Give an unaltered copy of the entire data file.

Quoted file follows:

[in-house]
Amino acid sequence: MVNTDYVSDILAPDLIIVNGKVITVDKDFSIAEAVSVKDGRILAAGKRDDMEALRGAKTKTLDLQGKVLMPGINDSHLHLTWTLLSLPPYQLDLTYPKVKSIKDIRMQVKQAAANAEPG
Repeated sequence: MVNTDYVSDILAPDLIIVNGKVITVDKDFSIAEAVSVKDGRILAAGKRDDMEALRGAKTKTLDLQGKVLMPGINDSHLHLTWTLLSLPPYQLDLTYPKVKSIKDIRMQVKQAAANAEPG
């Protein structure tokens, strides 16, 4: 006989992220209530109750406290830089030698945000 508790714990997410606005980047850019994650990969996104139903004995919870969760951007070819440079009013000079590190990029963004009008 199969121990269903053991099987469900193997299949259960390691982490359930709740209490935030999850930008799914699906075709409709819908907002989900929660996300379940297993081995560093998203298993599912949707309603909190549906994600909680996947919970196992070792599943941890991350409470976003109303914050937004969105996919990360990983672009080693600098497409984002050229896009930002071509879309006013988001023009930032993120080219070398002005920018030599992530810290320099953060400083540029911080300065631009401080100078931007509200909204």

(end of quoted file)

[in-house]
Amino acid sequence: MVNTDYVSDILAPDLIIVNGKVITVDKDFSIAEAVSVKDGRILAAGKRDDMEALRGAKTKTLDLQGKVLMPGINDSHLHLTWTLLSLPPYQLDLTYPKVKSIKDIRMQVKQAAANAEPG
Repeated sequence: MVNTDYVSDILAPDLIIVNGKVITVDKDFSIAEAVSVKDGRILAAGKRDDMEALRGAKTKTLDLQGKVLMPGINDSHLHLTWTLLSLPPYQLDLTYPKVKSIKDIRMQVKQAAANAEPG
């Protein structure tokens, strides 16, 4: 006989992220209530109750406290830089030698945000 508790714990997410606005980047850019994650990969996104139903004995919870969760951007070819440079009013000079590190990029963004009008 199969121990269903053991099987469900193997299949259960390691982490359930709740209490935030999850930008799914699906075709409709819908907002989900929660996300379940297993081995560093998203298993599912949707309603909190549906994600909680996947919970196992070792599943941890991350409470976003109303914050937004969105996919990360990983672009080693600098497409984002050229896009930002071509879309006013988001023009930032993120080219070398002005920018030599992530810290320099953060400083540029911080300065631009401080100078931007509200909204």